Recently the folks up in Lubbock helped to elect Randy Nuegebauer to the 19th District Congressional seat vacated by Larry Combest. This was not welcome news to the folks at Burnt Orange Report and understandably so. However, I thought that a little background on the situation with which I am familiar might demonstrate how things might have been much worse.
To win the seat, Nuegebauer, a real estate developer and former Lubbock city councilman, had to get past a number of other ambitious politicians including a former mayor and a current state representative.
Neugebauer’s victory was essentially a win for the Lubbock business community and the establishment wing of the local Republican Party. One hurdle to his victory was Lubbock State Rep. Carl Isett, a staunch member of the Lubbock Republican Party’s religious conservative or social conservative wing.
Carl Isett’s path to the state legislature seven years ago followed an unusual path that holds a powerful lesson for political enthusiasts today.
It all began when then-State Sen. John Montford, the powerful Democratic lawmaker from Lubbock who chaired the Senate Finance Committee, announced that he would be stepping down in the middle of his term to take the newly created post of chancellor of Texas Tech University. This resulted in what some political observers refer to as a spilled fruit basket with people announcing plans to run for the vacant position and creating new vacancies as a result.
Among the half dozen folks who made a bid for Montford’s seat was the sitting mayor and the sitting state representative. State Rep. Robert Duncan, a fairly moderate Republican, eventually won the seat but his departure from his own seat - District 84 - came too late for the state to set up a primary election before the general election. Therefore, it fell to the executive committees of the two local parties to pick candidates to place on the ballot for the general election.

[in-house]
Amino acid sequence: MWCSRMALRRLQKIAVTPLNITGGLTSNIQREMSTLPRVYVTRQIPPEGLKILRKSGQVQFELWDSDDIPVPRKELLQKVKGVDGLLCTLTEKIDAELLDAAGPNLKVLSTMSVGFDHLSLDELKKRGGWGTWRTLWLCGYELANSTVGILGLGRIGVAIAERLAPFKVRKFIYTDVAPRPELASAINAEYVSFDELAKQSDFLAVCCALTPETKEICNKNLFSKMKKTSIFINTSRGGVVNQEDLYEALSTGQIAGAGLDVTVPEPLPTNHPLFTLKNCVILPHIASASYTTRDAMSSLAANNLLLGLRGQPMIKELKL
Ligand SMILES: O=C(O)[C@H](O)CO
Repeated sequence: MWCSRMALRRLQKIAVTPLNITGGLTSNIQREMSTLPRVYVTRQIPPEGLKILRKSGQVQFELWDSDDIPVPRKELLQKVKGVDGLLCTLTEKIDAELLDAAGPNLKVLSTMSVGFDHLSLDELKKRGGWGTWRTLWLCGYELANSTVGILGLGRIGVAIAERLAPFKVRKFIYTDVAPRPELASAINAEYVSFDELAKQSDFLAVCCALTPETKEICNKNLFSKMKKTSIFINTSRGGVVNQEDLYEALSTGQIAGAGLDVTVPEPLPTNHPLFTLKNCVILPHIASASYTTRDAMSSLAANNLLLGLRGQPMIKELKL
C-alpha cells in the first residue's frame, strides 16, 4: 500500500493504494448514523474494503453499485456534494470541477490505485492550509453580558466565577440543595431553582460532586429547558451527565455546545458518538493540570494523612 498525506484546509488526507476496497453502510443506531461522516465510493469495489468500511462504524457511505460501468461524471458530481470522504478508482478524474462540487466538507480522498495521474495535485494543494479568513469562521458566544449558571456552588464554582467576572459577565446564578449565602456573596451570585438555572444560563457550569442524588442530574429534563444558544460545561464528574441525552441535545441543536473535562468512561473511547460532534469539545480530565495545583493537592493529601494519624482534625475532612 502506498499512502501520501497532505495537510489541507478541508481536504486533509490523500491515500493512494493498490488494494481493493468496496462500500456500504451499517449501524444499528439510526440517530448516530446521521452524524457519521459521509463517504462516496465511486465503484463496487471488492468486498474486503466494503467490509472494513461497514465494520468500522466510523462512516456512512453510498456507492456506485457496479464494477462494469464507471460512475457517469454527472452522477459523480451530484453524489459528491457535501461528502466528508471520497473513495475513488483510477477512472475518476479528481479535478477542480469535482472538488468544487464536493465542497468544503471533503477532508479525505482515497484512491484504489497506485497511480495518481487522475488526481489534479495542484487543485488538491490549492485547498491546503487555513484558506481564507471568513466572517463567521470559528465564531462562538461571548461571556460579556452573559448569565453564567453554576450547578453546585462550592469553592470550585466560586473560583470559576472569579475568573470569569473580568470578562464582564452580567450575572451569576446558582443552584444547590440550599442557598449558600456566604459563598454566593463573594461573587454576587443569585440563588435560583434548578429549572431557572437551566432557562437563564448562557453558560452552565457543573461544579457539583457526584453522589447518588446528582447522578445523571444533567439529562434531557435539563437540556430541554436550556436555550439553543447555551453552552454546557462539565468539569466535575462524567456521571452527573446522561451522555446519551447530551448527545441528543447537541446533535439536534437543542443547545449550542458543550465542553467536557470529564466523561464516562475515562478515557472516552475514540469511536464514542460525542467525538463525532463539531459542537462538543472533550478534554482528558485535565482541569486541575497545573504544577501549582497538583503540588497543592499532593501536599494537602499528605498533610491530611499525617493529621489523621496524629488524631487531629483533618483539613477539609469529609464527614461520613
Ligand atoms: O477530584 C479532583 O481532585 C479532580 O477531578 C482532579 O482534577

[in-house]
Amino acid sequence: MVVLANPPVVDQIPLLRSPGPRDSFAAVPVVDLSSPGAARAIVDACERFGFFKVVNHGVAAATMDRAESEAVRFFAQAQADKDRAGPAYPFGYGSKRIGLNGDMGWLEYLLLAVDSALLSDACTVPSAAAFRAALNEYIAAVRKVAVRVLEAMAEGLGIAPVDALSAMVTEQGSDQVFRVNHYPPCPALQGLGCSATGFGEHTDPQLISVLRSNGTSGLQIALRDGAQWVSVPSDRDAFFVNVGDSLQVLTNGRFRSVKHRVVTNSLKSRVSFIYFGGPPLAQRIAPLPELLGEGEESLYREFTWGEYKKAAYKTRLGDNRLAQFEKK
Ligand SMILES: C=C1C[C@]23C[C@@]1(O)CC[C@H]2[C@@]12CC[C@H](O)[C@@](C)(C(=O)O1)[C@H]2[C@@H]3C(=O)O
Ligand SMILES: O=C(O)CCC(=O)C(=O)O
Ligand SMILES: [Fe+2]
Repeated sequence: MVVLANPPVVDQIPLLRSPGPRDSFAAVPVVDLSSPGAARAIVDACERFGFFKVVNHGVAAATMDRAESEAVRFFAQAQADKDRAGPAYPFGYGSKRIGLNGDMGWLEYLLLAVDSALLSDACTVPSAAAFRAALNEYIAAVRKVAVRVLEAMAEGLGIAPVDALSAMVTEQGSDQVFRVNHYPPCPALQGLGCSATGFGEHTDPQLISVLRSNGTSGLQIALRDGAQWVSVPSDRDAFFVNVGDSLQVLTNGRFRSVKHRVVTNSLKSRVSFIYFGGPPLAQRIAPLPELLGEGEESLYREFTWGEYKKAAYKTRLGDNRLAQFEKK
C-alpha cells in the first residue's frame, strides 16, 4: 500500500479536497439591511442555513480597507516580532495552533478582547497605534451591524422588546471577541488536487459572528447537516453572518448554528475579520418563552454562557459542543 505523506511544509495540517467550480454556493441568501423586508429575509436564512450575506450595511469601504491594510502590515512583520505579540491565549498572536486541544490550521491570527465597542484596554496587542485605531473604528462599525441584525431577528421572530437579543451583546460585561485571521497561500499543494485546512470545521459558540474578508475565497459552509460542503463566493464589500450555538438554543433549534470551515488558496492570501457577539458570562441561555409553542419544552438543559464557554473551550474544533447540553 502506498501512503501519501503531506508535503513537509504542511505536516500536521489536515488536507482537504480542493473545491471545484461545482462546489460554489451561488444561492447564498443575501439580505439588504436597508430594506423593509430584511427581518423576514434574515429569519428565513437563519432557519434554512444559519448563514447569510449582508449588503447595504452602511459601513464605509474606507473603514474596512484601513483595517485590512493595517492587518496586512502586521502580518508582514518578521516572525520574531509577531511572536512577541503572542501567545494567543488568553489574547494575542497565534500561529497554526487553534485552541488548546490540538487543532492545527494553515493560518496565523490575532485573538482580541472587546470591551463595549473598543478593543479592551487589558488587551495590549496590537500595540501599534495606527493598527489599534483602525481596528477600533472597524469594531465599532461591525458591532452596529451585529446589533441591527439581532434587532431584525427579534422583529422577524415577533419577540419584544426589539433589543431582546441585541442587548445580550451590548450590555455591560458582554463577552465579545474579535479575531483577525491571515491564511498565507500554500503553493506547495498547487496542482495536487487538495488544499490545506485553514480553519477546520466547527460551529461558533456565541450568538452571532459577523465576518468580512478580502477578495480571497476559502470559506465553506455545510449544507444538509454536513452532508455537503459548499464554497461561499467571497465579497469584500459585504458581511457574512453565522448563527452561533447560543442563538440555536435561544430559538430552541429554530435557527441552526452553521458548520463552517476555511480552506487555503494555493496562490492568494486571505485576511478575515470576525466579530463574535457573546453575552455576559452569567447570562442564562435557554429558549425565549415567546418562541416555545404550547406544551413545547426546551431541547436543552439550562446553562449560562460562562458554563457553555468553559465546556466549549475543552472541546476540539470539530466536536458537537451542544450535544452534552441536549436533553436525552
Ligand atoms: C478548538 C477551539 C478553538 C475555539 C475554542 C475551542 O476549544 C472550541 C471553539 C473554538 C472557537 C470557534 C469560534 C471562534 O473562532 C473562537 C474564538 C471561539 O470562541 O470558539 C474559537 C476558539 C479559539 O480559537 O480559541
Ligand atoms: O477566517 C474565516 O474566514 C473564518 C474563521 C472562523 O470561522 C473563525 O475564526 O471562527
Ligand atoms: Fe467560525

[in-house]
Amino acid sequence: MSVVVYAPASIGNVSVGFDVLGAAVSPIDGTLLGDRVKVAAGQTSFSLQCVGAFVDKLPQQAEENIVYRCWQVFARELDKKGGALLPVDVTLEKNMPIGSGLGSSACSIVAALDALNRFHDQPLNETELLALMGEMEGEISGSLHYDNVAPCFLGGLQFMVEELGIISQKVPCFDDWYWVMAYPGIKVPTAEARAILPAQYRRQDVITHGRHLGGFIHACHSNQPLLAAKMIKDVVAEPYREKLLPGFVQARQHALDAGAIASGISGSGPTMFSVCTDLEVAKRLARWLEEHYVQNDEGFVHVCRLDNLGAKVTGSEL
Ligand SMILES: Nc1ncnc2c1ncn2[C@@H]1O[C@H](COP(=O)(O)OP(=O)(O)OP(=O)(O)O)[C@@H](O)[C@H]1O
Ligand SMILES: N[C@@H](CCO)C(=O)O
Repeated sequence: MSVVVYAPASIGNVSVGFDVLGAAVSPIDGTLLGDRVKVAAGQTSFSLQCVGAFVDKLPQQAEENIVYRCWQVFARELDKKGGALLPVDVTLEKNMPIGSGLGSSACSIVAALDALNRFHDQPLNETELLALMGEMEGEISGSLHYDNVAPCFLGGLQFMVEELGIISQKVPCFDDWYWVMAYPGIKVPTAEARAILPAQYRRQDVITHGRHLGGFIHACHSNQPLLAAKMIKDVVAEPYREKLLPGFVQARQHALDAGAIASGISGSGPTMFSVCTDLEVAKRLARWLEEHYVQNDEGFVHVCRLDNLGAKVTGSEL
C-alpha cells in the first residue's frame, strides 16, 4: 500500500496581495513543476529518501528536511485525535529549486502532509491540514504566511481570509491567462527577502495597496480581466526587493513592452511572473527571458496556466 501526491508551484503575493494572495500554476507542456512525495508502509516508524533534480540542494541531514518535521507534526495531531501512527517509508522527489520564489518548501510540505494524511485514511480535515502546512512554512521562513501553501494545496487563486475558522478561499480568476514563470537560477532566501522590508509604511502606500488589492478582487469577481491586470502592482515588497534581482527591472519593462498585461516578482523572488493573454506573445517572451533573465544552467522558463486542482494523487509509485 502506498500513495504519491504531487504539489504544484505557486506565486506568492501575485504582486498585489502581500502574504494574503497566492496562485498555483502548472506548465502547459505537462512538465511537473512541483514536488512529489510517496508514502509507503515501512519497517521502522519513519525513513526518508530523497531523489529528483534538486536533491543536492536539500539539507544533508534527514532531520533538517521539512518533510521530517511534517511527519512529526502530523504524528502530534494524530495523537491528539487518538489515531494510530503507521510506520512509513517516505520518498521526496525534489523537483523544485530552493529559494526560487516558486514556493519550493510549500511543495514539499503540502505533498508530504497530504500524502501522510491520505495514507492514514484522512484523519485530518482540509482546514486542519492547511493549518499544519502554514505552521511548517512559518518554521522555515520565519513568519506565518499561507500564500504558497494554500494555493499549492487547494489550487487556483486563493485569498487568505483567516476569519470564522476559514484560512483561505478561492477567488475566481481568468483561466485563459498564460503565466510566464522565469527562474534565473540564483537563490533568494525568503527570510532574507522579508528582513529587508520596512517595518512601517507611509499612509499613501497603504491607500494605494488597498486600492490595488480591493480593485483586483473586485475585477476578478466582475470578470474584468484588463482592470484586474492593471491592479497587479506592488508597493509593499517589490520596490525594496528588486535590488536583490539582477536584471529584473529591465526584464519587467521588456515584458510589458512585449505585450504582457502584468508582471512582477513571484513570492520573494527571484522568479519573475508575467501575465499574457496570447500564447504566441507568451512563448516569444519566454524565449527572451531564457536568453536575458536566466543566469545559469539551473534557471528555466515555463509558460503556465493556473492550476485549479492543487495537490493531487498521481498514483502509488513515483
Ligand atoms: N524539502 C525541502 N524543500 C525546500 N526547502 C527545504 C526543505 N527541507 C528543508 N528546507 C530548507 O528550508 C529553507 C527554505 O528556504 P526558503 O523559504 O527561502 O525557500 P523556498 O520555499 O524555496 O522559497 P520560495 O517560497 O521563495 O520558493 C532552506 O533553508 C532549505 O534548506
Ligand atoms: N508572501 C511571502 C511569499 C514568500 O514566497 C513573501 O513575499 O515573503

The executive committees were made up of the precinct chairmen from each party in District 84. Precinct chairmen, who normally have little if any power, are selected in caucus meetings held at each polling location after they close.
For years, those caucus meetings had been poorly attended and paid little heed by the party establishment. But one group had been paying attention to the caucus meetings - the religious conservatives - and when it came time to pick a nominee for state representative in the fall of 1996 they held a 2-1 advantage on the executive committee. As a result, the committee passed over the establishment choice of a candidate - Lubbock school trustee Nancy Neal - and instead selected a little known certified public accountant (Isett) who was best known for his opposition to abortion and his advocacy for home schooling.
Once Isett’s name was on the ballot his victory was pretty much assured. Despite the Lubbock Democratic Party’s selection of a conservative attorney who won the endorsement and financial backing of a large contingent of the business community, Isett won in a walk on the strength of solid straight-ticket voting amongst the electorate.
I guess the moral of the story is that you should never take anything for granted in politics. Even those seemingly insignificant precint chairman positions can pay big dividends down the road.